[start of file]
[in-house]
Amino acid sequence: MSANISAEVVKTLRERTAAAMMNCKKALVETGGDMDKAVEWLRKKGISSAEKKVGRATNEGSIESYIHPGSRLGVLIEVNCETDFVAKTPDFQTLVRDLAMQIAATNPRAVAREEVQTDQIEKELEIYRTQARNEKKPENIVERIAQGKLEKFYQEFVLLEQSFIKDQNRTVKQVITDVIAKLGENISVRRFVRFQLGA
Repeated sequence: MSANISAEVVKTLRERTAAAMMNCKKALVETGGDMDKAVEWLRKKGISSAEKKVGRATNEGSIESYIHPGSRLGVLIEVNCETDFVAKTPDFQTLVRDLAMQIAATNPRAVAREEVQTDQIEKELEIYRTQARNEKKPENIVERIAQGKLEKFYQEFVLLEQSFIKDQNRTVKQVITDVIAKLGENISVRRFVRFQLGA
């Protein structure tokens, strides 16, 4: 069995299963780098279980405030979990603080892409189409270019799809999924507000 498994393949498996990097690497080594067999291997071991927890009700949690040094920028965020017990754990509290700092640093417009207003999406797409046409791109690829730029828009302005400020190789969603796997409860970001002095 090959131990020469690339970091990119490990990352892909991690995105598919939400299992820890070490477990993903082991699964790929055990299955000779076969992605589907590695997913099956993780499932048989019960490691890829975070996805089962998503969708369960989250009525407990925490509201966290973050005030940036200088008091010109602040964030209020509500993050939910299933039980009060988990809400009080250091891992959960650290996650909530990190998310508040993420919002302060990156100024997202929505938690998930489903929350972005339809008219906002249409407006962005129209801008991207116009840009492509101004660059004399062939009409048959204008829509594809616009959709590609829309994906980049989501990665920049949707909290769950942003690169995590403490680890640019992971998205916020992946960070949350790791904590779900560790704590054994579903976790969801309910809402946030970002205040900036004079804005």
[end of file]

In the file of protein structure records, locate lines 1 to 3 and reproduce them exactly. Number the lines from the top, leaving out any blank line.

[in-house]
Amino acid sequence: MSANISAEVVKTLRERTAAAMMNCKKALVETGGDMDKAVEWLRKKGISSAEKKVGRATNEGSIESYIHPGSRLGVLIEVNCETDFVAKTPDFQTLVRDLAMQIAATNPRAVAREEVQTDQIEKELEIYRTQARNEKKPENIVERIAQGKLEKFYQEFVLLEQSFIKDQNRTVKQVITDVIAKLGENISVRRFVRFQLGA
Repeated sequence: MSANISAEVVKTLRERTAAAMMNCKKALVETGGDMDKAVEWLRKKGISSAEKKVGRATNEGSIESYIHPGSRLGVLIEVNCETDFVAKTPDFQTLVRDLAMQIAATNPRAVAREEVQTDQIEKELEIYRTQARNEKKPENIVERIAQGKLEKFYQEFVLLEQSFIKDQNRTVKQVITDVIAKLGENISVRRFVRFQLGA